Analysis Of The Glass Castle By Jeannette Walls

1154 Words 5 Pages
The memoir The Glass Castle by Jeannette Walls is the tragic story of Walls abusive childhood with her alcoholic father and living in poverty. One of the most important and memorable parts of her story of struggle is when she actually stands up for herself against her father on pages 236-238. Throughout Jeannette’s horrid childhood she has always been loyal to her father, even though he has been highly abusive, at this point of the story what strategies does Jeannette use to convey her realization that she needs to stand up for herself and get away? Even in only three pages, Jeannette's strategies show how much better off she would have been without the help of her parents.
There have actually been many situations in which Mary and Rex could
…show more content…
Throughout the story she was strong and tried not to let others affect her when everyone seemed to be against her, even her own teacher tried to encourage her to just stay in Welch and go to a mediocre college. It takes a lot of courage to leave and make it big in New York, “To leave West Virginia, even to leave Welch, would have been unthinkable disloyal, like deserting your family.” While Jeannette in a way did desert her family, the analogy and figurative language of the section really emphasizes how huge the thought of leaving actually is, when in the beginning of the story, it was hardly that big of a deal. The idea that this would be incredibly disloyal didn’t even seem to phase Jeannette, her mind was strict on the fact that she most definitely would go to New York. She made this clear to the people around her as well “Dad, I said, ’as soon as I finish classes, I’m getting on the next bus out of here.If the buses stop running, I’ll hitchhike, I’ll walk if I have to. Go ahead and build the Glass Castle, but don’t do it with me.” She was laying down the law to the man and wanted Rex to know there was no changing her mind. The last sentence especially left a strong impact, creating a standout sentence to make it known she was not messing around. She did not let anyone discourage her and now she has become a successful …show more content…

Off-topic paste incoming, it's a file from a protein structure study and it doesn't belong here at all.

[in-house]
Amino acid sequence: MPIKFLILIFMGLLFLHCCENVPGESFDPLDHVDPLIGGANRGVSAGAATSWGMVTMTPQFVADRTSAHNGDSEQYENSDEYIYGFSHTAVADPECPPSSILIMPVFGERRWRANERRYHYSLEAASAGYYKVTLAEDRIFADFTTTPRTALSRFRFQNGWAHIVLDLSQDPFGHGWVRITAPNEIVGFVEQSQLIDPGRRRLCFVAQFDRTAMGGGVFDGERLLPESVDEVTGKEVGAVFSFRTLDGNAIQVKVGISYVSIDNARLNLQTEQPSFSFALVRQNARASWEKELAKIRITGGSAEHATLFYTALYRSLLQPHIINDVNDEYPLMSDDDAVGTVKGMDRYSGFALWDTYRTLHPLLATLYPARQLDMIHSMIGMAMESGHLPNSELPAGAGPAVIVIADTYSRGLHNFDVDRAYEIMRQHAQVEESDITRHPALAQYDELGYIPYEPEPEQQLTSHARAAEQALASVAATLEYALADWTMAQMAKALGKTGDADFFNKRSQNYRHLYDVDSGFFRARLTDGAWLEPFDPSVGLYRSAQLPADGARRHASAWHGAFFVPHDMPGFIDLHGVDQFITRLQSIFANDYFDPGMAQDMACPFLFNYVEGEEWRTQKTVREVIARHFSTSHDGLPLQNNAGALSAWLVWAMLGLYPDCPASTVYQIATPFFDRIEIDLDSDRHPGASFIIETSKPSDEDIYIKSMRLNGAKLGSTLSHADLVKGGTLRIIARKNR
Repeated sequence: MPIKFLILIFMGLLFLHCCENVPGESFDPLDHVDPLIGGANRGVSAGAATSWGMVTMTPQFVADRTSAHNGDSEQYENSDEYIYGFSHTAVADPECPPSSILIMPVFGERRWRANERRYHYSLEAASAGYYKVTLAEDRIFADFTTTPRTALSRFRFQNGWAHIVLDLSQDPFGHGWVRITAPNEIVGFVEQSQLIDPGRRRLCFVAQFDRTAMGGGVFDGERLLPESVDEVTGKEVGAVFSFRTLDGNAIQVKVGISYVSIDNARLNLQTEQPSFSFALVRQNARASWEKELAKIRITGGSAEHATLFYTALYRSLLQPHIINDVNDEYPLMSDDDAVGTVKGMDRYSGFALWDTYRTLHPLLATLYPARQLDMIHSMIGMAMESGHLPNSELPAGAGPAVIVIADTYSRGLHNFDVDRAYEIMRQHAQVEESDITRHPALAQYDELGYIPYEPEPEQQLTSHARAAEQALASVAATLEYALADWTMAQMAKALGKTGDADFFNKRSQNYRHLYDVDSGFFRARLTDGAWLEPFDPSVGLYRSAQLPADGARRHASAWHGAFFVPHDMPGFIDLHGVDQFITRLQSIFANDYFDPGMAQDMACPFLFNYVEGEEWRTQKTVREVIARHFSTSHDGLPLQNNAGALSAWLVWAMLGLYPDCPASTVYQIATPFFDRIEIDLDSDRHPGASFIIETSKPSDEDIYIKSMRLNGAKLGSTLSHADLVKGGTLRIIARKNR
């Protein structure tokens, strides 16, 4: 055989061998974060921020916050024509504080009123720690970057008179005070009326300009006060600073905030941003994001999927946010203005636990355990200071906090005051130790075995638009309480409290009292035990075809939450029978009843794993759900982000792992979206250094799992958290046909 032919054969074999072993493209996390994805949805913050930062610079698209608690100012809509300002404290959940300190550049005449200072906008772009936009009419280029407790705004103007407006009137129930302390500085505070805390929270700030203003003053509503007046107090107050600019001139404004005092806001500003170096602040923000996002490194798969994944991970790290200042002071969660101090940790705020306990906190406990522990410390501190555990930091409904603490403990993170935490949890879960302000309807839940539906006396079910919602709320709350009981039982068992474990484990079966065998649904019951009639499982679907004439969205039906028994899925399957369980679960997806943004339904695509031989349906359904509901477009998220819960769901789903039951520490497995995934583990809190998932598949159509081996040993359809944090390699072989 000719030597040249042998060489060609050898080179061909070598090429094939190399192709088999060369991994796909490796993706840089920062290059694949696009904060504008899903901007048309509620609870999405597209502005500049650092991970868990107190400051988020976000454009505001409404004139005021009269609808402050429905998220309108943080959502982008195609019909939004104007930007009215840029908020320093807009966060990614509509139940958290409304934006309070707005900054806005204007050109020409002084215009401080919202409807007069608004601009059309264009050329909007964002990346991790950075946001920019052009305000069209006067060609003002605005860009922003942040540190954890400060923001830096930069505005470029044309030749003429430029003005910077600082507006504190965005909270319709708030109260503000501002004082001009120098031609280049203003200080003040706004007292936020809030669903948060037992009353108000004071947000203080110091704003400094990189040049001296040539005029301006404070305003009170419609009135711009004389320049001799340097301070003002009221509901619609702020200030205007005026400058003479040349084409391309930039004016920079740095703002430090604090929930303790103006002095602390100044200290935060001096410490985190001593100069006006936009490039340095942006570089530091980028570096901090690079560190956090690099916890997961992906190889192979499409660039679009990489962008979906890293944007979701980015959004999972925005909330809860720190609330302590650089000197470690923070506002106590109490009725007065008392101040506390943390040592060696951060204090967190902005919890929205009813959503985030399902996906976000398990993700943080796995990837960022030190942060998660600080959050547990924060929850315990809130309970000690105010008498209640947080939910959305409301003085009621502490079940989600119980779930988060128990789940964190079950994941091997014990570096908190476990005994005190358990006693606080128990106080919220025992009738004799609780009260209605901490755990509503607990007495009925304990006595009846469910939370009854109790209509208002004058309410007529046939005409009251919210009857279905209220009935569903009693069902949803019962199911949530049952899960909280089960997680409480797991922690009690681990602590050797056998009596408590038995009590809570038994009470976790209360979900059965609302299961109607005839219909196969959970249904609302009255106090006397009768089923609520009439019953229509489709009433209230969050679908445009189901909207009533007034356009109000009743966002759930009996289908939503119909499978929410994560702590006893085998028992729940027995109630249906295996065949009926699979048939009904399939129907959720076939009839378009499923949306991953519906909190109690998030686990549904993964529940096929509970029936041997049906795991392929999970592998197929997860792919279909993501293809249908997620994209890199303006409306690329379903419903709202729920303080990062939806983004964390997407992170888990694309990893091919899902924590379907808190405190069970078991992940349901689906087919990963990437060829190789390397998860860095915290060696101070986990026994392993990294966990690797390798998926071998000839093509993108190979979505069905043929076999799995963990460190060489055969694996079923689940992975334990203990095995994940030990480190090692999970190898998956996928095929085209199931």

However what is not as easily seen is the whole world of empty promises he has built his life around, which admittingly, is not even that hard to figure out. By this part of the story the reader clearly knows that the Glass Castle will never actually be built, it is but a figment of Rexs imagination of what the future would hold. When Rex starts to go off on how he finally found the solution for the lack of sunlight, Jeannette clearly knows what is up and is furious about how he keeps this story going. “I stared at the plans. ‘Dad,’ I said, ‘you’ll never build the Glass Castle.’ ‘Are you saying you don’t have faith in your old man’” This abrupt statement from Jeannette is so upfront and out of character for her, yet her father still replies in a manipulative way as per usual. Rex’s tries to guilt his children into thinking that he is this magnificent father that is better than all of the city folk, yet slowly they have grown to realize how it is all but an act. Whilst the children can’t tell at first, Jeannette makes it clear to the reader what he is doing with the point of view of which she writes about him. Soon after, Rex even says “And I’ll build the Glass Castle, I swear it. We’ll all live in it together. It’ll be a hell of a lot better than any apartment you’ll ever find in New York City, I can guran-goddamn-tee that.” This shows another part of his character of which he wants his children

Related Documents